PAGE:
1-20 of 102 results  for:

  • Libretti and Source Texts x
  • Musical Works x
Clear all

Article

Don Neville

Libretto by Pietro Metastasio, first set by Antonio Caldara (1736, Vienna). The title Il trionfo della gloria was used for later versions of this libretto.

In order to circumvent the destiny that awaits Achilles in the Trojan War, his mother, Thetis, has asked Chiron, his old tutor, to conceal him on the island of Scyros; Chiron has placed his charge among the women at the court of King Licomede [Lycomedes]....

Article

Dale E. Monson

Libretto subject used chiefly in the 17th and 18th centuries. Its principal source is Virgil’s Aeneid. Operas on the subject appear under various titles including Enea nel Lazio, Enea in Italia and Enea e Lavinia, and in French as Enée et Lavinie.

In opera Aeneas is most widely known for his desertion of Dido (particularly in Nahum Tate’s poetry for Purcell in ...

Article

(b New York, NY, Oct 1, 1948). American lyricist. She has collaborated frequently with Stephen Flaherty.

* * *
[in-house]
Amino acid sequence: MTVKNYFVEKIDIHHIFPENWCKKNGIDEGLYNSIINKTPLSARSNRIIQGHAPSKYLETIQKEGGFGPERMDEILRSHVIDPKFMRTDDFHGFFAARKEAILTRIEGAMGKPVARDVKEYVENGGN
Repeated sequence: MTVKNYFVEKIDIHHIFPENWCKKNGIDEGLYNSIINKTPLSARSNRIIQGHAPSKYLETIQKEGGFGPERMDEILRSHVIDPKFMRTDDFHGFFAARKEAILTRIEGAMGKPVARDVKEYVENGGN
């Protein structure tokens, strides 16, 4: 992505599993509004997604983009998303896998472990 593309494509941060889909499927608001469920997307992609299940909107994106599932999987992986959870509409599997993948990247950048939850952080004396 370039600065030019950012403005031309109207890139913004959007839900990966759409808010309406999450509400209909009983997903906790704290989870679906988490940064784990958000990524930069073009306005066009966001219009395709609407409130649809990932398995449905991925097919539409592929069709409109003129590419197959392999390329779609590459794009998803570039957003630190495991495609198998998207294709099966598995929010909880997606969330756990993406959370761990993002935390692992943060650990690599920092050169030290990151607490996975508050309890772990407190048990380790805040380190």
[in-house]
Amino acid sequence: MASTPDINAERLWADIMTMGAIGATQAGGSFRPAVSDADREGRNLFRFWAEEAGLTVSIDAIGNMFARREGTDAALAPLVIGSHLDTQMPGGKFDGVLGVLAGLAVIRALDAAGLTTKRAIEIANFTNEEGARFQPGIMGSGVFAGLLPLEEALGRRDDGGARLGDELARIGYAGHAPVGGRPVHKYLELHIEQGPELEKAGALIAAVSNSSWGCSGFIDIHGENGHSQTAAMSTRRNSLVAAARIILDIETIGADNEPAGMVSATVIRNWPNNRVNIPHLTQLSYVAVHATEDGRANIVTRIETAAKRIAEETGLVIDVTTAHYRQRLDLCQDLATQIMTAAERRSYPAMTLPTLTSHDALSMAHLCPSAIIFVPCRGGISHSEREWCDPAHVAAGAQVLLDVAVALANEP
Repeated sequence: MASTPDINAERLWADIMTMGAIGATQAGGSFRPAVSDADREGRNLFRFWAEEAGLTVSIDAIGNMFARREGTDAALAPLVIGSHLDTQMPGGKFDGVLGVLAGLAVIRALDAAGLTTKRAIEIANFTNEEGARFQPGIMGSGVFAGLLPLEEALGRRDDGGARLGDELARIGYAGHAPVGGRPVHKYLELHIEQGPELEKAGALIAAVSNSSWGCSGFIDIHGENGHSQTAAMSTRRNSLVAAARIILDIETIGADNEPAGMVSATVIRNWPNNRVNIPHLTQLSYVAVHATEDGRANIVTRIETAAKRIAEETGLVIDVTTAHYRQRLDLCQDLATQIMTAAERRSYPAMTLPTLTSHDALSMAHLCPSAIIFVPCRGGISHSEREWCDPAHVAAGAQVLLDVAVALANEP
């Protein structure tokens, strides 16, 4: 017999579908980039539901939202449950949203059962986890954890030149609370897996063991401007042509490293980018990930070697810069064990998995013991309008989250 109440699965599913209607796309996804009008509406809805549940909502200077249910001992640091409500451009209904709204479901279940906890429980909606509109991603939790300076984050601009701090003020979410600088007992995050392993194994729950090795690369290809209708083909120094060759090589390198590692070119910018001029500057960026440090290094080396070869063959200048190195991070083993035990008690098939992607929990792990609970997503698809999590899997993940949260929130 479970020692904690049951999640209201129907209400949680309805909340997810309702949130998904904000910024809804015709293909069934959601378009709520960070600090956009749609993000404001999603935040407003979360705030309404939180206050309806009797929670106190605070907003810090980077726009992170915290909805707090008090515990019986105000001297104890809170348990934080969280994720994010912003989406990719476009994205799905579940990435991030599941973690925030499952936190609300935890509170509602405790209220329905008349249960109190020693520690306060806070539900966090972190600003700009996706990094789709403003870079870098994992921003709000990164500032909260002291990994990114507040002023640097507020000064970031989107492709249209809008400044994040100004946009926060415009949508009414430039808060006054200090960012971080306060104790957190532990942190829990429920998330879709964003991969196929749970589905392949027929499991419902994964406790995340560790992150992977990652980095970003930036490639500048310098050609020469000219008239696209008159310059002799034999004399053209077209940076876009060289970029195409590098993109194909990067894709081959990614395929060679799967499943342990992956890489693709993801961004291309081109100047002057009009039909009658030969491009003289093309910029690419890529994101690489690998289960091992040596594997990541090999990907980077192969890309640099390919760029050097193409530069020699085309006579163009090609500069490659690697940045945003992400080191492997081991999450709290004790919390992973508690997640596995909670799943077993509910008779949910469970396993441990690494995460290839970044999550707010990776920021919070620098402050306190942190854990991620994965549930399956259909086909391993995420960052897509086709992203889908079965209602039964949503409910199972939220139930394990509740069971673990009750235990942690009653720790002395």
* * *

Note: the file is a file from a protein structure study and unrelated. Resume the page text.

Article

John A. Rice

Libretto subject used chiefly in the 17th and 18th centuries, based on Euripides′ Alcestis. When Admetus, King of Pherae in Thessaly, is ill and about to die an oracle announces that he will be saved if someone else is willing to die in his stead. His wife Alcestis displays her conjugal devotion by offering herself; she dies and Admetus recovers. According to some versions, Hercules then brings Alcestis back from the Underworld and reunites her with Admetus....

Article

Dale E. Monson

Libretto subject popular in the 18th century. Homer ’s Iliad recounts the unfortunate early life of Andromache, daughter of Eëtion, the king of Thebes in Cilicia. Andromache’s husband Hector, as well as her father and brothers, are killed in the Trojan war, and her son Astyanax (also known as Scamandrius) is thrown from the walls. (In some versions of the legend he survives; librettos using this story are sometimes entitled ...

Article

Dale E. Monson

Libretto subject used chiefly in the 17th and 18th centuries. Its source is Greek mythology.

The story of Perseus’ rescue of Andromeda from a sea monster was one of the most popular subjects of early opera, with over 25 independent librettos before 1800 (operas on the subject were also entitled ...

Article

Tim Carter

Libretto subject used chiefly in the 17th, 18th and 19th centuries. Its source is Ludovico Ariosto ’s epic poem Orlando furioso (1516); operas based on the story were also entitled Orlando, Roland, Orlando paladino and Le pazzie di Orlando.